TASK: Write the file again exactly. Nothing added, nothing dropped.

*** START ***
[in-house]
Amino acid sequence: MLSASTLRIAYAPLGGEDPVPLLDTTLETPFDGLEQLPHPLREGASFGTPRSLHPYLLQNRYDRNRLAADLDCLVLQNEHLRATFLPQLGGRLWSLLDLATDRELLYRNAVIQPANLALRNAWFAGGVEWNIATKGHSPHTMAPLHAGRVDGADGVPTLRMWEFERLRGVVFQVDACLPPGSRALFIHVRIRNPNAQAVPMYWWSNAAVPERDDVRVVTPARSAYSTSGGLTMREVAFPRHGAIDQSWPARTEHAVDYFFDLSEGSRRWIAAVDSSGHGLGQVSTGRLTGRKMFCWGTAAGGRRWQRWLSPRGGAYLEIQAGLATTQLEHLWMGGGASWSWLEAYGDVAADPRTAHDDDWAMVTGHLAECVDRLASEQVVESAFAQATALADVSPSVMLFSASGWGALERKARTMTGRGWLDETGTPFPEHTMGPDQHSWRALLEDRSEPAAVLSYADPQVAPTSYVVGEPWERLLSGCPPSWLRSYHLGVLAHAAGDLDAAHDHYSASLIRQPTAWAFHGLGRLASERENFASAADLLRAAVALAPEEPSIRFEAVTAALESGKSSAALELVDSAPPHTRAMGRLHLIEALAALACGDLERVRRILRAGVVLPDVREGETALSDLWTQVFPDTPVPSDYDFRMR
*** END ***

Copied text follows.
[in-house]
Amino acid sequence: MLSASTLRIAYAPLGGEDPVPLLDTTLETPFDGLEQLPHPLREGASFGTPRSLHPYLLQNRYDRNRLAADLDCLVLQNEHLRATFLPQLGGRLWSLLDLATDRELLYRNAVIQPANLALRNAWFAGGVEWNIATKGHSPHTMAPLHAGRVDGADGVPTLRMWEFERLRGVVFQVDACLPPGSRALFIHVRIRNPNAQAVPMYWWSNAAVPERDDVRVVTPARSAYSTSGGLTMREVAFPRHGAIDQSWPARTEHAVDYFFDLSEGSRRWIAAVDSSGHGLGQVSTGRLTGRKMFCWGTAAGGRRWQRWLSPRGGAYLEIQAGLATTQLEHLWMGGGASWSWLEAYGDVAADPRTAHDDDWAMVTGHLAECVDRLASEQVVESAFAQATALADVSPSVMLFSASGWGALERKARTMTGRGWLDETGTPFPEHTMGPDQHSWRALLEDRSEPAAVLSYADPQVAPTSYVVGEPWERLLSGCPPSWLRSYHLGVLAHAAGDLDAAHDHYSASLIRQPTAWAFHGLGRLASERENFASAADLLRAAVALAPEEPSIRFEAVTAALESGKSSAALELVDSAPPHTRAMGRLHLIEALAALACGDLERVRRILRAGVVLPDVREGETALSDLWTQVFPDTPVPSDYDFRMR